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Good News For The New York Times: Revenue Surges From Advertising And Subscription Gains

By News Creatives Authors , in Business , at August 4, 2021

Shares of the New York Times

Co. skyrocketed in early trading after the publisher reported better-than-expected quarterly earnings and gave a bullish outlook on its future results.

Net income at the New York-based company rose to $53.4 million, or 32 cents per share compared with $23.7 million, or 14 cents, a year earlier.  Revenue surged more than 23% to $498.4 million, buoyed by subscription and digital advertising gains.  Adjusted earnings were 36 cents.  On that basis, Wall Street analysts expected median per-share earnings of 27 cents on revenue of $488 million.

Advertising revenue in the quarter jumped 66% to $112.8 million, while subscription sales rose 16% to $339.2 million, its highest rate in more than a decade. The company added 142,000 net digital subscriptions, with 77,000 in News and 65,000 in Cooking and Games. The Times has more than 8 million paid subscribers for its digital and print products. Churn rates, which measure customers quitting a service, rose slightly internationally though remained unchanged domestically.

“We also believe that our increased focus on subscriber engagement, and on making them superior to registered and anonymous experiences, will help maintain healthy churn levels,” said New York Times Chief Executive Meredith Kopit Levien during the company’s earnings conference call. “And, we remain confident in our overarching approach to graduating subscribers from promotional prices to step-up and full prices.”

Like other media companies, the New York Times is squeezed by Internet platforms like Google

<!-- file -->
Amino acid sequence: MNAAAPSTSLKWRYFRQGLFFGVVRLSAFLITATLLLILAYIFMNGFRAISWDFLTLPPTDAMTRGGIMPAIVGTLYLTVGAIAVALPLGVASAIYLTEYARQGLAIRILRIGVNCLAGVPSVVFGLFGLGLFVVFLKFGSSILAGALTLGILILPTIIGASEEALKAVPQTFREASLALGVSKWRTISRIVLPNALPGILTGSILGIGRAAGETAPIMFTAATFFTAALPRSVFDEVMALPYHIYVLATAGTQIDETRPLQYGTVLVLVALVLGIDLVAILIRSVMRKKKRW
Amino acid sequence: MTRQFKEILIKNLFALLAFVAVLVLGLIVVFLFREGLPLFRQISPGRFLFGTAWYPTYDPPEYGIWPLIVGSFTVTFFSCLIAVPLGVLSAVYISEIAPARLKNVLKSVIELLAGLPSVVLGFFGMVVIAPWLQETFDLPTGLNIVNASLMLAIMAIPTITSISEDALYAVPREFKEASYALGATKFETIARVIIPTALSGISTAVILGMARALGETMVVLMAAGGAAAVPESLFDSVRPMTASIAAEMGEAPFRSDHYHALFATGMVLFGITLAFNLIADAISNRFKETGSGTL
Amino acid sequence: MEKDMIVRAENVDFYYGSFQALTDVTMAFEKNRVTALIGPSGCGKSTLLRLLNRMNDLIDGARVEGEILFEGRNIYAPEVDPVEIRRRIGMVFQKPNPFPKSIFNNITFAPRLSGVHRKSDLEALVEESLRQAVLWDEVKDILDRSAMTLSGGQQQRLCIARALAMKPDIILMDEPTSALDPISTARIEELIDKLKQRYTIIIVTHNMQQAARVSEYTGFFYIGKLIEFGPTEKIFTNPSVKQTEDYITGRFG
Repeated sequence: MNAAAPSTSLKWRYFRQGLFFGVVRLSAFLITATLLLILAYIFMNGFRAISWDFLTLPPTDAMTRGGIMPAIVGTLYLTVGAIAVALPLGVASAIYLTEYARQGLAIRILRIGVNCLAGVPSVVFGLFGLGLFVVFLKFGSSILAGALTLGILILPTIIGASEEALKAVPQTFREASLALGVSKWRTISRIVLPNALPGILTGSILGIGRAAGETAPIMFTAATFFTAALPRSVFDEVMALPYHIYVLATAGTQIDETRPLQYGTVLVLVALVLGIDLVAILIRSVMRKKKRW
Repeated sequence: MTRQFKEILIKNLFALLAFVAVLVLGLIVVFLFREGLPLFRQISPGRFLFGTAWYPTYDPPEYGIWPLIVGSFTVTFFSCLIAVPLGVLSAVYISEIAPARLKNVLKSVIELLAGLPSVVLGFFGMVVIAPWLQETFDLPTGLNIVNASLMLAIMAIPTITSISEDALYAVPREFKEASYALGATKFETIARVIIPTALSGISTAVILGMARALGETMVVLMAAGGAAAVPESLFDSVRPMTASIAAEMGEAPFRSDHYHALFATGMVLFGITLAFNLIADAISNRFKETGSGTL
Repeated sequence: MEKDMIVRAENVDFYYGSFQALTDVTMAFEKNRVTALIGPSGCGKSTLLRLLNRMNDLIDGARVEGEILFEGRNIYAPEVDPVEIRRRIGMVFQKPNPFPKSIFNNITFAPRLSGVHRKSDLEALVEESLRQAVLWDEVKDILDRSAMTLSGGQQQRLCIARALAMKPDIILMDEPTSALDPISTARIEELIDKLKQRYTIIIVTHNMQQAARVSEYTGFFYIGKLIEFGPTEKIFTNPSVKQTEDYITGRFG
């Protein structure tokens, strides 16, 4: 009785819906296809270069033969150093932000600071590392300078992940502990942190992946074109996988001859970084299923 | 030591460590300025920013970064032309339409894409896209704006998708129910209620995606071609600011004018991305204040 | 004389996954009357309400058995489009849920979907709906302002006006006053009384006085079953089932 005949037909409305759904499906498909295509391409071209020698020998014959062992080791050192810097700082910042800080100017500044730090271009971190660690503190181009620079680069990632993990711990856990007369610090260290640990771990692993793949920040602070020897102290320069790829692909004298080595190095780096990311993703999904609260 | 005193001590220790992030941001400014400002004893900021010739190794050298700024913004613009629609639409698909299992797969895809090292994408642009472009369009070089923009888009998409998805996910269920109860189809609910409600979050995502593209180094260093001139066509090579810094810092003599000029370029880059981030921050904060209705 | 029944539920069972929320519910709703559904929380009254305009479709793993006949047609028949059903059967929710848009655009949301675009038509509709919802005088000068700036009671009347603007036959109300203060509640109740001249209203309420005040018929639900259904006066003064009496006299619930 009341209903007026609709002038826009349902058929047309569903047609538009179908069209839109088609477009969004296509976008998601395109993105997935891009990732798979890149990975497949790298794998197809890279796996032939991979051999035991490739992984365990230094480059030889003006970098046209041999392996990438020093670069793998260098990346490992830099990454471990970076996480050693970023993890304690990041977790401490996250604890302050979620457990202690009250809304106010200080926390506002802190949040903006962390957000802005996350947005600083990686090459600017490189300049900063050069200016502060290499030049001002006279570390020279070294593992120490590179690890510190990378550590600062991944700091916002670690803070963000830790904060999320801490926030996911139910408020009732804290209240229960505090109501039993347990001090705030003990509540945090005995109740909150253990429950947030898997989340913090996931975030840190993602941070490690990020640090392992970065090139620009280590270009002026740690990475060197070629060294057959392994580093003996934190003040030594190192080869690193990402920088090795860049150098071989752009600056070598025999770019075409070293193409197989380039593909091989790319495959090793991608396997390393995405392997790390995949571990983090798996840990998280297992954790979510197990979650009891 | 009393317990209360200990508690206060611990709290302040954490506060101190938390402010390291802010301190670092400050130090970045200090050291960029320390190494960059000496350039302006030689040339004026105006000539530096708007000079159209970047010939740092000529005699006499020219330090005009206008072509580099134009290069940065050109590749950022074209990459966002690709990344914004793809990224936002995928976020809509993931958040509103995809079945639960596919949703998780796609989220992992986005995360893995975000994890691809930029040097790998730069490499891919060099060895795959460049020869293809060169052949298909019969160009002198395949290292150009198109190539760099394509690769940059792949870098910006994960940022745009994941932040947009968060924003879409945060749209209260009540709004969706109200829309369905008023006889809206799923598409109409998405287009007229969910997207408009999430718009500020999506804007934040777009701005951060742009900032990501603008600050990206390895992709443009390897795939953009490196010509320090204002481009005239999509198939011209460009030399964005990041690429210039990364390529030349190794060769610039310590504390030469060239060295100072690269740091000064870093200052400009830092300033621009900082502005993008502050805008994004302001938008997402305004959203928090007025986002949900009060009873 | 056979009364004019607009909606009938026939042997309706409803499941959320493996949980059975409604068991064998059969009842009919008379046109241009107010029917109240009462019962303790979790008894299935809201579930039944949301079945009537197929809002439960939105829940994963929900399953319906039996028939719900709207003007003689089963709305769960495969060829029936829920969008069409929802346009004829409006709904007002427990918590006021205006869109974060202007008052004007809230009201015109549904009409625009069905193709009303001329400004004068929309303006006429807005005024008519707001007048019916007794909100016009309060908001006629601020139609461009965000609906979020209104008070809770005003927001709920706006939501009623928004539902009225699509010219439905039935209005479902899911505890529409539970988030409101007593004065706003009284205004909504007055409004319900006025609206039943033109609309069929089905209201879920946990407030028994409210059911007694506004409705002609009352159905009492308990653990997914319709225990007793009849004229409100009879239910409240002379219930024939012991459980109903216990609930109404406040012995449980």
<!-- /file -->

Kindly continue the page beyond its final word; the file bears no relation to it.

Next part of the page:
and Facebook, which account for most online advertising spending. The Times is fairing better than rival publishers such as Gannett

and Tribune Publishing

, which were recently sold.

According to Kopit Levien, who was named to her job last year, the Times has a potential addressable market of at least 100 millon people willing to pay for English-language journalism. The publisher is continuing to invest in its products to remain competitive in the marketplace.

“That includes investing thoughtfully in our news operation to cover the most important stories of our time and to meet more news needs,” she said. “It means investing in our adjacent products to meet a broader array of life needs, as we have done with Cooking and Games, each of which is now closing in on a million subscriptions. And it means investing to build the underlying tech, product experience, and company culture required for us to scale. “

Looking ahead, the New York Times expects digital subscription revenue to rise in 2021 at the same rate it did in 2019 when former President Donald Trump repeatedly and wrongly claimed the paper was failing. Total paid digital, and print subscriptions will reach 8.5 million this year, according to the company.

The Times forecast a 25 to 30% increase in digital subscription revenue for the current quarter ending in September, while digital ad sales are expected to post a 40% to 45% rise. Total subscription and advertising sales will rise 13 percent to 15 percent and 30 percent to 35 percent, respectively.

Shares of the Times recently traded at $47.40, about a 10% increase.  Wall Street analysts believe the stock has more room to run. The 52-week median target of Wall Street analysts on the Times is $56, indicating a potential upside of 19%.


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